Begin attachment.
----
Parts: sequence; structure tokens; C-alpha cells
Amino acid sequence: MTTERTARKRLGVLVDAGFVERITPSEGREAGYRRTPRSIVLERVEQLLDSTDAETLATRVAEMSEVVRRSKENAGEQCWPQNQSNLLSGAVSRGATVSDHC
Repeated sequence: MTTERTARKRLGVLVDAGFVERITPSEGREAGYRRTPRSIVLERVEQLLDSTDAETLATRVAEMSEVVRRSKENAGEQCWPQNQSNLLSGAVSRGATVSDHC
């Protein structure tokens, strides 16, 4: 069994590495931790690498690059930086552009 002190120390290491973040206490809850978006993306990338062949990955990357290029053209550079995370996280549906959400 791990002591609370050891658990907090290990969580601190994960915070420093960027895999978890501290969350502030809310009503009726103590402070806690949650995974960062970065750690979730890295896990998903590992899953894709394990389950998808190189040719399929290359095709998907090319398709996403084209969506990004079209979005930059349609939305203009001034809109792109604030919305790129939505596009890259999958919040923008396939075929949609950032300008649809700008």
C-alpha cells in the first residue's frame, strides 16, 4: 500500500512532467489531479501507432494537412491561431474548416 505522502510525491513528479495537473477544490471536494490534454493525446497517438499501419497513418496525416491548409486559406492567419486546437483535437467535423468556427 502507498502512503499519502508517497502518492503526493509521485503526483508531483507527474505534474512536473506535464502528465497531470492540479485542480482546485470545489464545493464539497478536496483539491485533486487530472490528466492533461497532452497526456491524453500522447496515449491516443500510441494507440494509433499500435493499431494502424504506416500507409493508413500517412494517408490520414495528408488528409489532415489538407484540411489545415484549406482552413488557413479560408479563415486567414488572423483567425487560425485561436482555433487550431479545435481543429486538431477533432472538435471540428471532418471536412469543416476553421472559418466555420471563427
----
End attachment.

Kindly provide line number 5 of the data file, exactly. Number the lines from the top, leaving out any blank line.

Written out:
C-alpha cells in the first residue's frame, strides 16, 4: 500500500512532467489531479501507432494537412491561431474548416 505522502510525491513528479495537473477544490471536494490534454493525446497517438499501419497513418496525416491548409486559406492567419486546437483535437467535423468556427 502507498502512503499519502508517497502518492503526493509521485503526483508531483507527474505534474512536473506535464502528465497531470492540479485542480482546485470545489464545493464539497478536496483539491485533486487530472490528466492533461497532452497526456491524453500522447496515449491516443500510441494507440494509433499500435493499431494502424504506416500507409493508413500517412494517408490520414495528408488528409489532415489538407484540411489545415484549406482552413488557413479560408479563415486567414488572423483567425487560425485561436482555433487550431479545435481543429486538431477533432472538435471540428471532418471536412469543416476553421472559418466555420471563427